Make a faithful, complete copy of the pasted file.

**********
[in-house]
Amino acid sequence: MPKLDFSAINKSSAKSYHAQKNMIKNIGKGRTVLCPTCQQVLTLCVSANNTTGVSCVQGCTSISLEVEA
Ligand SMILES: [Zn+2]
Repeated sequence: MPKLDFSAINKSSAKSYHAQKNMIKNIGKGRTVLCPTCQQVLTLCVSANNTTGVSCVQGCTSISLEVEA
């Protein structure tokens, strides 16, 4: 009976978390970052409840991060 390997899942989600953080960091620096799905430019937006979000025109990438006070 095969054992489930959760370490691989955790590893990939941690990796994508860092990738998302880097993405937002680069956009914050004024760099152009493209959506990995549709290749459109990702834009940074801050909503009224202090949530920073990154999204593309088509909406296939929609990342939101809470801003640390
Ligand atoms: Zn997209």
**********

[in-house]
Amino acid sequence: MPKLDFSAINKSSAKSYHAQKNMIKNIGKGRTVLCPTCQQVLTLCVSANNTTGVSCVQGCTSISLEVEA
Ligand SMILES: [Zn+2]
Repeated sequence: MPKLDFSAINKSSAKSYHAQKNMIKNIGKGRTVLCPTCQQVLTLCVSANNTTGVSCVQGCTSISLEVEA
């Protein structure tokens, strides 16, 4: 009976978390970052409840991060 390997899942989600953080960091620096799905430019937006979000025109990438006070 095969054992489930959760370490691989955790590893990939941690990796994508860092990738998302880097993405937002680069956009914050004024760099152009493209959506990995549709290749459109990702834009940074801050909503009224202090949530920073990154999204593309088509909406296939929609990342939101809470801003640390
Ligand atoms: Zn997209």